NSSL researchers successfully launched two balloon borne prototype instruments into a large thunderstorm complex at the end of October.
The “High Definition Videosonde Particle Imager” (HDVPI), built in NSSL’s machine shop, is designed to capture high-definition images of raindrops. Other instruments attached to the balloon measure the surrounding electrical field and other atmospheric variables.
This microphysical data will be used in thunderstorm modeling, warn-on-forecast studies, and for evaluating and refining radar precipitation classification schemes used by WSR-88D and other polarimetric radars.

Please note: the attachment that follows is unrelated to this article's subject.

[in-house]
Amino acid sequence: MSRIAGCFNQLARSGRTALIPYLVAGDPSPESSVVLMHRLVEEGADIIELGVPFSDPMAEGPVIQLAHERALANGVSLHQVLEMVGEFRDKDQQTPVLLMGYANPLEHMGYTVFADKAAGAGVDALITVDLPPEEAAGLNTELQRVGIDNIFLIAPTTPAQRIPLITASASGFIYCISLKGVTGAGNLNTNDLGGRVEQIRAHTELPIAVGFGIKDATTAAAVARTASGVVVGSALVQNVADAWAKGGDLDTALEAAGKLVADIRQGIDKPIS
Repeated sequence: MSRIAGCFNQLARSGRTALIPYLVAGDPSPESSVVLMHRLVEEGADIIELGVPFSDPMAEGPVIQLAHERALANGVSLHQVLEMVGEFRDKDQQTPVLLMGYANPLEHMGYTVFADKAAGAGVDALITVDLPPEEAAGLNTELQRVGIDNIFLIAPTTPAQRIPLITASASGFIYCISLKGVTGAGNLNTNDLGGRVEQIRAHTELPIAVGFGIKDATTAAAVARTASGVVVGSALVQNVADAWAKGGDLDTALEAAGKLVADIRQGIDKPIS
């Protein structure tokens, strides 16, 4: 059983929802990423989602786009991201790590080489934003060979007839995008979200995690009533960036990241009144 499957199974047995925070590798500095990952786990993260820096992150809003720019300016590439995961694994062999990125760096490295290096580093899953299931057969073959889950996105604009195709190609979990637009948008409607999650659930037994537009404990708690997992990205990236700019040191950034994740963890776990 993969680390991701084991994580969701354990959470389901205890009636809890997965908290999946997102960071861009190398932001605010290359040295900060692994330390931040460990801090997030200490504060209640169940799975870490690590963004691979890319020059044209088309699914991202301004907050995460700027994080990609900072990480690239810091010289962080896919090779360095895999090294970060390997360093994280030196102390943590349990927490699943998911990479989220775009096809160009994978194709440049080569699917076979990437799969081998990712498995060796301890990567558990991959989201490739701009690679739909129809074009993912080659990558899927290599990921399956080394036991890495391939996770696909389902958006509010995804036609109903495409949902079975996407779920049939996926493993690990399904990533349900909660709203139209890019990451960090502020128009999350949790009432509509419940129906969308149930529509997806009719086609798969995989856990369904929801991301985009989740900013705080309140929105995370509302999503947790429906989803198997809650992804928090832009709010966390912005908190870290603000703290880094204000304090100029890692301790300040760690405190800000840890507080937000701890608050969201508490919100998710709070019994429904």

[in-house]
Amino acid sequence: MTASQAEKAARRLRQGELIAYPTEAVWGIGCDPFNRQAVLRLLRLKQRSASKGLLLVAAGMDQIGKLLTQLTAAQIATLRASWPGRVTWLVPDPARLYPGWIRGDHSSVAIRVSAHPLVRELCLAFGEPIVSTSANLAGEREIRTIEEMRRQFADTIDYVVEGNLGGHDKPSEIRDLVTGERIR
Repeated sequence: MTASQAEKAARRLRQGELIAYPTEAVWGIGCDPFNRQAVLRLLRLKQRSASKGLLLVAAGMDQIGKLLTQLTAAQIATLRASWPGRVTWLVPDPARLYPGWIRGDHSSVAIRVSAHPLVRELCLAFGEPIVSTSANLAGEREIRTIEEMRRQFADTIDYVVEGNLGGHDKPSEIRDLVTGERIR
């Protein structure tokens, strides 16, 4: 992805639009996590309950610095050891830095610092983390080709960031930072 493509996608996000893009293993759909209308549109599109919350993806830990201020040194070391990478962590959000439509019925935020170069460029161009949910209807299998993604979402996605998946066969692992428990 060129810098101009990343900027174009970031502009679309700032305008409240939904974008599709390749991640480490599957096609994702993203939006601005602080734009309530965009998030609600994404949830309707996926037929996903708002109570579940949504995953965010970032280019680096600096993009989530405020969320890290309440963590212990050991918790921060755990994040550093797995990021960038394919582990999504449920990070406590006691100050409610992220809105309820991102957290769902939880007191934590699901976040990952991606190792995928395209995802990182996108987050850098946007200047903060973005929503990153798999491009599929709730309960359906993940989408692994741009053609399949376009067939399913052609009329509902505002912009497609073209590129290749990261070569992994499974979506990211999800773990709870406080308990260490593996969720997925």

The NSSL team has been on standby the month of October to launch the instruments when thunderstorms impact central Oklahoma. Data are also collected simultaneously from the 3-D Oklahoma Lightning Mapping Array (OK-LMA), the National Weather Radar Testbed Phased Array Radar, and the University of Oklahoma Polarimetric Radar for Innovations in Meteorology and Engineering (OU-PRIME) for analysis and comparison.
Researchers will evaluate the quality and relevance of the HD Videosonde observations by comparing them with the microphysical storm structure determined with polarization radars and storm structure with phased array radar.
Researchers believe the HD Videosonde will likely be a useful and potentially important research tool that would contribute to fulfilling aspects of the NOAA/NSSL mission.